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William Eugene (Billy) Jarvis—4 1/2 months
(Below is mother’s poignant story handwritten on the back of this picture)

“Dress worn by Georgia, Bill and Phyllis. Mother made it by hand—handmade lace bought along with the organdy. A bit later daddy bought a second-hand Singer sewing machine for $35 which I used until late 1930s then was allowed $35 on purchase of new electronic $200 domestic from Gurley’s Appliance. Made all of Georgia’s clothes, school costumes etc. and some for their girlfriends who wanted dresses just like Georgia’s. Also made Phyllis’ clothes through high school and a suit and some dresses for her to wear at college (Norman) we still have machine - still working.”



Childhood and Technology

Childhood means survival; there is no doubt that there is some angel who watches over little children and drunks. In my case the angel had help from “technology.” Here is an account told in my father’s own words about Little Billy’s close call.

“One day, when you were about two years old, I took you for a walk to the little neighborhood grocery store which was just below the senior high school on Fourth Street. This was a busy street even in those days because it followed the route of U.S. Highway 66 through Sayre.

“When we were about to cross the street on our return home, I paused for a few minutes. I don’t remember why I paused, but I will remember the rest of my life that, acting on some unaccountable impulse, you suddenly darted out into the street. I can still see you moving directly into the path of an automobile. At that moment I said to myself, ‘Well, there goes Billy.’ It was a sickening feeling. There was nothing I could do, and it would soon be all over.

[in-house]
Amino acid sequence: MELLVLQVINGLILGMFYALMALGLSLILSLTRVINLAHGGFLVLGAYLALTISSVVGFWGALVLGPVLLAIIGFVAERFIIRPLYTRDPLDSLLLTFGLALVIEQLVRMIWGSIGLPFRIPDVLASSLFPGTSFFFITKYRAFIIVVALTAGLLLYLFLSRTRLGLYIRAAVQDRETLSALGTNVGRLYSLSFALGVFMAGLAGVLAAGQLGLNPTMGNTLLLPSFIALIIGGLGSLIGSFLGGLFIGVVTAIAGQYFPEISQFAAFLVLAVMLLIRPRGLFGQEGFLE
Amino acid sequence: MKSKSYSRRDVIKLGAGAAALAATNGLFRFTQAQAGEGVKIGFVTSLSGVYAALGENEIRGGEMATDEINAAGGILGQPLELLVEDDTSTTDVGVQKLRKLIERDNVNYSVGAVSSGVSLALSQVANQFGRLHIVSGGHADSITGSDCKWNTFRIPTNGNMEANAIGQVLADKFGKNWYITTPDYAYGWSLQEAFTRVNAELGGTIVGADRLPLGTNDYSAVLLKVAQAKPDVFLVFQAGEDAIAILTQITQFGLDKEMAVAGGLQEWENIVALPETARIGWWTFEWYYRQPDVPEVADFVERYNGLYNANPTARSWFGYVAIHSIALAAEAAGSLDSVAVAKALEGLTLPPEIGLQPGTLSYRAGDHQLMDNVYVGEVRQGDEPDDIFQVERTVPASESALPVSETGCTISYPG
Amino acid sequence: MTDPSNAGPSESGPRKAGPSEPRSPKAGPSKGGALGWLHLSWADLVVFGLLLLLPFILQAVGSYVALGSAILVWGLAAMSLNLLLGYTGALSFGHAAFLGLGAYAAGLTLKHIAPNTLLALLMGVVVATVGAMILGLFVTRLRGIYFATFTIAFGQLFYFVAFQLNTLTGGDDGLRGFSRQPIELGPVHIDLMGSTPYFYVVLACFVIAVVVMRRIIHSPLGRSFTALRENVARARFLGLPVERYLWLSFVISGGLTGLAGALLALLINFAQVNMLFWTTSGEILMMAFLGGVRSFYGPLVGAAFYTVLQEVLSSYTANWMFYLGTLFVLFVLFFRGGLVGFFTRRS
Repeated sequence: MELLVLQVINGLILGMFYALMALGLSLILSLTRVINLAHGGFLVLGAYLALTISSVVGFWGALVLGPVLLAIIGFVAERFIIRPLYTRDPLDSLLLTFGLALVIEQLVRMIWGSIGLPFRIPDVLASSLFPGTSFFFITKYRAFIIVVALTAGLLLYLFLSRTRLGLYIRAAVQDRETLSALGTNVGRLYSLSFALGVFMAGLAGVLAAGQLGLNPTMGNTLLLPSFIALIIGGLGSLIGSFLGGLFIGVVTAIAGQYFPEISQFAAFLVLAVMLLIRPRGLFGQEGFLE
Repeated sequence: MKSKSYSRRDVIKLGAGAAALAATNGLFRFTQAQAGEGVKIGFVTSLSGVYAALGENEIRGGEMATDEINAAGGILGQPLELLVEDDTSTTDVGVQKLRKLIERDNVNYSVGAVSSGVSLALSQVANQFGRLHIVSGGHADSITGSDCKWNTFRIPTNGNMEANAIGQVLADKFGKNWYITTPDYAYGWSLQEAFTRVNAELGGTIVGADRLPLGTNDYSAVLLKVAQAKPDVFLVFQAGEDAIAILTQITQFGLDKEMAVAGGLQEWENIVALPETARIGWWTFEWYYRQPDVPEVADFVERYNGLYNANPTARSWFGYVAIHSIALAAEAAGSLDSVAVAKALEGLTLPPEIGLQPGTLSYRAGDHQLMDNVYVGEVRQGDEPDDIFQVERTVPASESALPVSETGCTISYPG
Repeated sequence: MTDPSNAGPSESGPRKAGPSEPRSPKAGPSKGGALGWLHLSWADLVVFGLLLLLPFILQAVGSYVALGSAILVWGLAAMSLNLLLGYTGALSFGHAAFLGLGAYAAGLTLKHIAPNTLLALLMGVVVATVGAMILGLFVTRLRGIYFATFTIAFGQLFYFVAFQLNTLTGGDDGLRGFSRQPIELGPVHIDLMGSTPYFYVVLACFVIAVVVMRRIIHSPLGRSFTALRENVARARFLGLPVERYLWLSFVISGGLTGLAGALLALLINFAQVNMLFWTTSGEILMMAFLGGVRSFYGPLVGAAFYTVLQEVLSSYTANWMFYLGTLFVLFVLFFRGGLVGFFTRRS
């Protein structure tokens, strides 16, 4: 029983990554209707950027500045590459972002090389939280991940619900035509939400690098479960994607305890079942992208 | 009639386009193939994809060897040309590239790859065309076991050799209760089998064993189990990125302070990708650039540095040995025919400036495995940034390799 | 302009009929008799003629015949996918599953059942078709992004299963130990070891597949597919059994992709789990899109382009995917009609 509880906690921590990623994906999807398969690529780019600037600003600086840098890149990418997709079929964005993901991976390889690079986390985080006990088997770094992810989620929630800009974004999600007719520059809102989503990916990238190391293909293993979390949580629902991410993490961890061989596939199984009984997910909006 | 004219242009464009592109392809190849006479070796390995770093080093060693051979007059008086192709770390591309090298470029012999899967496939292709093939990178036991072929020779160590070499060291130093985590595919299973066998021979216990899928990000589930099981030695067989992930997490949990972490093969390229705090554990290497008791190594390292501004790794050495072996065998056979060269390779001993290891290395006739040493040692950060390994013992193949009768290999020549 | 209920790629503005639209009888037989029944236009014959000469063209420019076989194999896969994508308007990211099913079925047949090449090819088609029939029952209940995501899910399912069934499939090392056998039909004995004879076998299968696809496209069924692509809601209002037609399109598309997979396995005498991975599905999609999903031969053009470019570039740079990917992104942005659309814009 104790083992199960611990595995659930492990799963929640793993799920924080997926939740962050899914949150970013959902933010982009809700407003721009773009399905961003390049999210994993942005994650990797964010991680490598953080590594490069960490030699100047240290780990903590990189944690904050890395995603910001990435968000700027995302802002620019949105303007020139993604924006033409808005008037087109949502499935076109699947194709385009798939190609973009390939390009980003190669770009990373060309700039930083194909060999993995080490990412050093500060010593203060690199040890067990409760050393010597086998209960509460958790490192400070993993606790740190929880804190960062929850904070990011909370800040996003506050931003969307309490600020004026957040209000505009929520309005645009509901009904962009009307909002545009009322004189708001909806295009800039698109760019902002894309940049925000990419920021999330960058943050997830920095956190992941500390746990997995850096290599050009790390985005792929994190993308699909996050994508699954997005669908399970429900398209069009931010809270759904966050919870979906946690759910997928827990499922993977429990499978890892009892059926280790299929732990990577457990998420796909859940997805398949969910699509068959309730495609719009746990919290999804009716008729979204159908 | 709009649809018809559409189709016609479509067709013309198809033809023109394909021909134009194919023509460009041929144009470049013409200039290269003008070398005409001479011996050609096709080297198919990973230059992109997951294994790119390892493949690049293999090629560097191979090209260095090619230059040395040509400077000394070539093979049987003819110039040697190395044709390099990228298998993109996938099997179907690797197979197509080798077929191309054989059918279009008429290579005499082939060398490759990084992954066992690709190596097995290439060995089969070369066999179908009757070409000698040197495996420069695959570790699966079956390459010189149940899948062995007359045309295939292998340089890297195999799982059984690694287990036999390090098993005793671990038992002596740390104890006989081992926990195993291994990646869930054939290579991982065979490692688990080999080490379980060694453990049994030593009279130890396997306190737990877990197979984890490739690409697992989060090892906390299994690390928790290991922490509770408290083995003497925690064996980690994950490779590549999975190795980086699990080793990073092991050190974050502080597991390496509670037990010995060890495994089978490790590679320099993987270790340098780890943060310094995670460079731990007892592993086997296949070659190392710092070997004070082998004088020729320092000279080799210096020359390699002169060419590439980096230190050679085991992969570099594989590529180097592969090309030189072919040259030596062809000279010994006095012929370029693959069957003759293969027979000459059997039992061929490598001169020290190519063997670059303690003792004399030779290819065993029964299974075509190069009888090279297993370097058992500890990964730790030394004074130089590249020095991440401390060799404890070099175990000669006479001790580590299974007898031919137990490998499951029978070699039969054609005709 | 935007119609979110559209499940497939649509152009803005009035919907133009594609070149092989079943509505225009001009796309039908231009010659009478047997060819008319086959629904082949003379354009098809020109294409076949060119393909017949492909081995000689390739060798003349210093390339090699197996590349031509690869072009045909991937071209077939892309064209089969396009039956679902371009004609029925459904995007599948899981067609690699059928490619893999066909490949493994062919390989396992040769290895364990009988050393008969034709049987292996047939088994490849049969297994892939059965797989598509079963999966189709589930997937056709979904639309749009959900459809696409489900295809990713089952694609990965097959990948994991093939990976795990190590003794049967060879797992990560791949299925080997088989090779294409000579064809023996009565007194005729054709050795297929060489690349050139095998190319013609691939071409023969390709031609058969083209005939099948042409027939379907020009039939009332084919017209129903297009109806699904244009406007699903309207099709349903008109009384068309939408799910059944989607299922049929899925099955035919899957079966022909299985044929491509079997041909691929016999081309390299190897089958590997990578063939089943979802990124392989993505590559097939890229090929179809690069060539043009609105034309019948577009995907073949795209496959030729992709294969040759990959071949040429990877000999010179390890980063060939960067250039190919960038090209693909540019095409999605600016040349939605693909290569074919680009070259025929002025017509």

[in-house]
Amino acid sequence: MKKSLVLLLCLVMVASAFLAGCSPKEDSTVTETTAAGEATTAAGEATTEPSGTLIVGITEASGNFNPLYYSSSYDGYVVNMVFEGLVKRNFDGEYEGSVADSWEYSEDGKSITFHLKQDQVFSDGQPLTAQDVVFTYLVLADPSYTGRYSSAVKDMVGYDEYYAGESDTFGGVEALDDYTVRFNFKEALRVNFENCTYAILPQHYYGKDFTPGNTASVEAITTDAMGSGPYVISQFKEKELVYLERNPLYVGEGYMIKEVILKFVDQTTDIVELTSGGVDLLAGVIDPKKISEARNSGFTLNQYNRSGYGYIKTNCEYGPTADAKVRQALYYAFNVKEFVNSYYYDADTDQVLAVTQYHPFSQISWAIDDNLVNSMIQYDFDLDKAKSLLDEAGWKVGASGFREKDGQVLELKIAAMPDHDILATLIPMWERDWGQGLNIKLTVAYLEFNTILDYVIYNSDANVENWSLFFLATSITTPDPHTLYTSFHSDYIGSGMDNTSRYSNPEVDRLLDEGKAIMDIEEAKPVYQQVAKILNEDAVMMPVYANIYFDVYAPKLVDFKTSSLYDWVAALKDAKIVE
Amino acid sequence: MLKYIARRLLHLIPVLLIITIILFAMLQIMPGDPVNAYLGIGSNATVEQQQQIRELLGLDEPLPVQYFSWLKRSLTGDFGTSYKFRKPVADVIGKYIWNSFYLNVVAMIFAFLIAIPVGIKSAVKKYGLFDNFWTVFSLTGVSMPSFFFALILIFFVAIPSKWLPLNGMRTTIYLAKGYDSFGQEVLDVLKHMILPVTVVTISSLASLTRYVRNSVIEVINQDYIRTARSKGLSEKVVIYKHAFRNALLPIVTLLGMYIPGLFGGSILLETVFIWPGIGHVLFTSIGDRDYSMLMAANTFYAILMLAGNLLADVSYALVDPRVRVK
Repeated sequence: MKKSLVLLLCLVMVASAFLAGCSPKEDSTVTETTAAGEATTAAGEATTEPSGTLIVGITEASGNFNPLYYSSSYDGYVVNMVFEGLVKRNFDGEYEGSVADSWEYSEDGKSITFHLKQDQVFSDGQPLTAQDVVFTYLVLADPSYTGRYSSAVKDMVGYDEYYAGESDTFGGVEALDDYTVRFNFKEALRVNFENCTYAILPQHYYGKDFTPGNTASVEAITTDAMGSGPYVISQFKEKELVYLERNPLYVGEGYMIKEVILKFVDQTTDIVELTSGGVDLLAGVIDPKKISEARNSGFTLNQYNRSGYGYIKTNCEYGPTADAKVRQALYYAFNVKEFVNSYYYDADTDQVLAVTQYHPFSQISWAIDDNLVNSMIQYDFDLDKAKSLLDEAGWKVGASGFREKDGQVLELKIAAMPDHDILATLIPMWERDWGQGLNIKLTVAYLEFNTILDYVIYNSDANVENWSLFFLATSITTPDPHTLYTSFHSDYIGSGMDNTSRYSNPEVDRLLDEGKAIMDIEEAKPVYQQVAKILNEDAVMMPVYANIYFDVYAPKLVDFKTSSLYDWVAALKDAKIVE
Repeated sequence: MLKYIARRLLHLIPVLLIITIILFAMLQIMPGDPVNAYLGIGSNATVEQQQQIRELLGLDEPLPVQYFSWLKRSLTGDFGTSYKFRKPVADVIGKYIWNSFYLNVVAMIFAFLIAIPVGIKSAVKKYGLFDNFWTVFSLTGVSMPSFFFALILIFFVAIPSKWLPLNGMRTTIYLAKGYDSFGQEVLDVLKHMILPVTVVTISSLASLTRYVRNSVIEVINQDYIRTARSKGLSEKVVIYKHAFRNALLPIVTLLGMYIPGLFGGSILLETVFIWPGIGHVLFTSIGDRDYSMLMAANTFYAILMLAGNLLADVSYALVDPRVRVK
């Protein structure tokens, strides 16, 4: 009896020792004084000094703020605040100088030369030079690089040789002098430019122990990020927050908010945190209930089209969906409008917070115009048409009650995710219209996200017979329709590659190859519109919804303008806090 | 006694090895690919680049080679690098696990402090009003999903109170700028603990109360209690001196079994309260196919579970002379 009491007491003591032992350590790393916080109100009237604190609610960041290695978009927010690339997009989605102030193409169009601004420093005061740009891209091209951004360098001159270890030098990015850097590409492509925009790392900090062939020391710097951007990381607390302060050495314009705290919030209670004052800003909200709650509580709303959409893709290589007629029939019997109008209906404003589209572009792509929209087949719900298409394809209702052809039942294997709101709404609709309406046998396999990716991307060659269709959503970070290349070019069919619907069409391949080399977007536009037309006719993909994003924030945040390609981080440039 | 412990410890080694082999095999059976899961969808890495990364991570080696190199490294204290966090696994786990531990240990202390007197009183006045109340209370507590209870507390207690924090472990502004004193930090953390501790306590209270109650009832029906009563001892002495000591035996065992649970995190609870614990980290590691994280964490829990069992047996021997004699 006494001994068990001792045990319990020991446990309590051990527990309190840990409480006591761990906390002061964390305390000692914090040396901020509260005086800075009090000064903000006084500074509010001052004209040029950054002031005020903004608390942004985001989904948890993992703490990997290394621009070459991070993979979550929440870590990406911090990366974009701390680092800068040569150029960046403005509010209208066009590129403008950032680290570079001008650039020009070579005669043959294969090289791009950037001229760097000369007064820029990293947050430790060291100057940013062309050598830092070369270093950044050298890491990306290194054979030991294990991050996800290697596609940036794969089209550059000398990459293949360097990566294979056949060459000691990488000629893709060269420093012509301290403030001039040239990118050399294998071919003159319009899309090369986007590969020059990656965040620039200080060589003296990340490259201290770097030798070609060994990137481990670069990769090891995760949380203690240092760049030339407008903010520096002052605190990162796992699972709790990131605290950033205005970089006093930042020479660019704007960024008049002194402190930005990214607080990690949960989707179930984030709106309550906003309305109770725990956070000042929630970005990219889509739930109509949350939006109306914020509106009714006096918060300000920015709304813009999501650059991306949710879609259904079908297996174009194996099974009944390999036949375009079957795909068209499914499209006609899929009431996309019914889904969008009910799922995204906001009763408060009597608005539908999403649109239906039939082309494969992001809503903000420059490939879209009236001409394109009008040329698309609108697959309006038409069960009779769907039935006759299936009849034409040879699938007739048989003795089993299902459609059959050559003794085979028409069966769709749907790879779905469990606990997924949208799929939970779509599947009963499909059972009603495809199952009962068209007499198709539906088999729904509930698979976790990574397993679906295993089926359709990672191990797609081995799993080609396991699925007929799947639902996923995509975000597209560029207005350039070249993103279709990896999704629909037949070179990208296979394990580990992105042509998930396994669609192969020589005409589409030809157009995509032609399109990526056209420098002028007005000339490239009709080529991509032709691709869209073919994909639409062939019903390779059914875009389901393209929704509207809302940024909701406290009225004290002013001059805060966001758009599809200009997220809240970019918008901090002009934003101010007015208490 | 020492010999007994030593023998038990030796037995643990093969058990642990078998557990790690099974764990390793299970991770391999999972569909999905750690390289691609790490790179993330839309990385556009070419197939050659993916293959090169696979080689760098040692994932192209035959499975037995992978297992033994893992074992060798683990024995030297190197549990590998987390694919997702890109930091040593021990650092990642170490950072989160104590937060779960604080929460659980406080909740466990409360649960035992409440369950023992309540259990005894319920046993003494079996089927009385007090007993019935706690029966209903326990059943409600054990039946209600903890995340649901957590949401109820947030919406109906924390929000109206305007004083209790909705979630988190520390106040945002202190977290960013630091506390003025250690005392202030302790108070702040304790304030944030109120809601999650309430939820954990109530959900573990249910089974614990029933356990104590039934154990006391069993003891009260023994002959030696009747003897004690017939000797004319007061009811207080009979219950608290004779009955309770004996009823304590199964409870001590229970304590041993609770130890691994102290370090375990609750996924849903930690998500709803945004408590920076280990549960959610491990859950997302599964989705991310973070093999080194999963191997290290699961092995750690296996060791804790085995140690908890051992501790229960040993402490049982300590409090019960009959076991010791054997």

“Suddenly, almost miraculously, the car stopped just inches before hitting you. Once I had picked you up, I reassured the flustered motorist, telling him what a good driver he was to be able to stop so quickly. He replied that it was a new car, only two weeks old, and that it had four-wheel brakes.”

In recounting the story, Daddy said, “If you look at the automobile record, you will find that four-wheel brakes were introduced for the first time that year, 1927, and this motorist must have been among the very first to get that new technology.”

Daddy had mixed feelings about the incident. While he decrees that a parent should always firmly hold the hand of a young child, he is eternally thankful for the four-wheel brakes which saved my life.


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